Vladimir Nabokov

NABOKV-L post 0020804, Thu, 30 Sep 2010 18:02:26 -0300

[NABOKOV-L] Searching after a pair of hazel eyes...(cont.)
Pursuing those hazel eyes described in Nabokov's "passport," I was led, by mistake, to a different document and identity, following a short-story, written by Nabokov in 1945, "Conversation Piece," from which I selected a group of sentences because, although there was no reference to Nabokov's own eye-color, we come across Doubles, triptyches, Nice, Kinbotean twists, a Shoe and even a certain Sybil (Hall).

"I happen to have a disreputable namesake, complete from nickname to surname, a man whom I have never seen in the flesh but whose vulgar personality I have been able to deduce
from his chance intrusions into the castle of my life. The tangle began in Prague...A letter came to me there from a small library...In exasperated tones, it demanded that I return at once a copy of the Protocols of the Wise Men of Zion. ...One spring day, in Nice, a poker-faced girl with long earrings called at my hotel...took one look at me, apologized, and went away. In Paris, I received a telegram ...and l admit deriving a certain grim satisfaction from the vision of my frivolous double inevitably bursting in, flowers in hand, upon Alphonse and his wife. A few years later, when I was lecturing in Zurich, I was suddenly arrested on a charge of smashing three mirrors in a restaurant - a kind of triptych featuring my namesake drunk (the first mirror), very drunk (the second), and roaring drunk (the third). Finally, in 1938, a French consul rudely refused to stamp my tattered sea-green Nansen passport because, he said, I had entered the country once before without a permit. In the fat dossier which was eventually produced, I caught a glimpse of my namesake's face. He had a clipped mustache and a crew haircut, the bastard. When, soon after that, I came over to the United States and settled down in Boston, I felt sure I had shaken off my absurd shadow. Then - last month, to be precise - there came a telephone call. In a hard and glittering voice, a woman said she was Mrs. Sybil Hall." *

*- Also from the internet, there's an informative article by Tim Conley ( jsse.revues.org > Issues > 45), in which the author discusses those elements that are used to identify Nabokov, his signature and his style, now set side by side to a narrative analysis of what "the literature of social intent" means.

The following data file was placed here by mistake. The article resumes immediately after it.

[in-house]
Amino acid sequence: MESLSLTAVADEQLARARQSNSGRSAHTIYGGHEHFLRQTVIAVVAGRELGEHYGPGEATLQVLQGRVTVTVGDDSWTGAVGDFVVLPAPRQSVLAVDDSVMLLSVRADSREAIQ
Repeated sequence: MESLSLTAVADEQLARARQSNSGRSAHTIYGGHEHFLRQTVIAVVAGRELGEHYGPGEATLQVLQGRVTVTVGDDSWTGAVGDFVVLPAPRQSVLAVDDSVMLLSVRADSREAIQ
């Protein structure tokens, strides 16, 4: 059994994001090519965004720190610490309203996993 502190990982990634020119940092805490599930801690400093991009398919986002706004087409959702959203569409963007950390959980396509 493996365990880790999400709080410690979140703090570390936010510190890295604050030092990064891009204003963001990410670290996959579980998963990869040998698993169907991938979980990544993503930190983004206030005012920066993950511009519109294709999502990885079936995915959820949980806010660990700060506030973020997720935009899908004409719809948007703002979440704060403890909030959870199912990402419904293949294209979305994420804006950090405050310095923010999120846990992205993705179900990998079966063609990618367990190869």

"Originally published as "Double Talk" in The New Yorker and retitled in Nabokov's Dozen (1958), "Conversation Piece, 1945" does have some "signature" traits, such as the émigré narrator and the fascination with doubles, but, fascinatingly, it is exactly these customary "Nabokovian" features which the story both expects will be taken for granted and employs to subvert, even contradict the narrative itself."[...] ..."The narrator, who begins by saying he has "a disreputable namesake" ... accepts an invitation to one "Mrs. Hall's apartment house"...where he discovers a dozen middle-class people (mostly women) calmly despairing the fate of Nazi Germany...When the guest speaker, a professor whom the narrator calls Dr. Shoe when he "did not catch his name, finally proposes to play "The Star-Spangled Banner," the narrator confesses to being overcome with physical nausea and leaves....He takes the wrong hat, however, and the next morning Dr. Shoe materializes at his door and returns the narrator's larger hat. The narrator only finds Shoe's hat (Nabokov chuckling again there) when the man has left, but he tosses the hat four storeys down to him...Beginning with the opening anecdote about the overdue copy of the Protocols of the Wise Men of Zion, the narrator's account attempts to conceal himself, to deny that he is "the bastard", the drinker, antisemite, and "author of those depraved, decadent writings." This is Hyde ascribing his own monstrous crimes to Jekyll, with the exact nature of those crimes obscured and the names removed...These inversions may be Nabokovian games, but they are being played with dangerously high stakes. The turns of the narratological screw in "Conversation Piece, 1945" do more than reveal the narrator's abhorrent character in the manner that the surplus and substance of endnotes to Shade's poem reveal Kinbote's monomania in Pale Fire. ..For readers to accept the role of the narrator in "Conversation Piece, 1945" as a morally benign reporter of the banality of evil, they must also accept that Nabokov is capable of writing a fiction which offers unmediated and (literally) self-evident truth, besides the unsettling contradictions I have pointed out within the story itself. On the other hand, in detecting contradictions within the "liberal" facade of the narrator and finding reason to doubt his series of denials and negations ( he is not the "vulgar personality" ...he is not at the party by choice, he is not in agreement with the notions expressed there, and so on), the reader is confronted with stark questions about the relation of political ideology to historical truth.From this vantage point we can better appreciate Nabokov's contempt for "the literature of social intent" as a rejection of the purity of any ideology or intention -liberalism included- which necessarily reifies "History" or "Truth." In "Conversation Piece, 1945," we as readers are witness to such "grisly and ironic reversals" as leave us without an ideological viewpoint that we can call innocent.History and Denial in Nabokov's "Conversation Piece, 1945"

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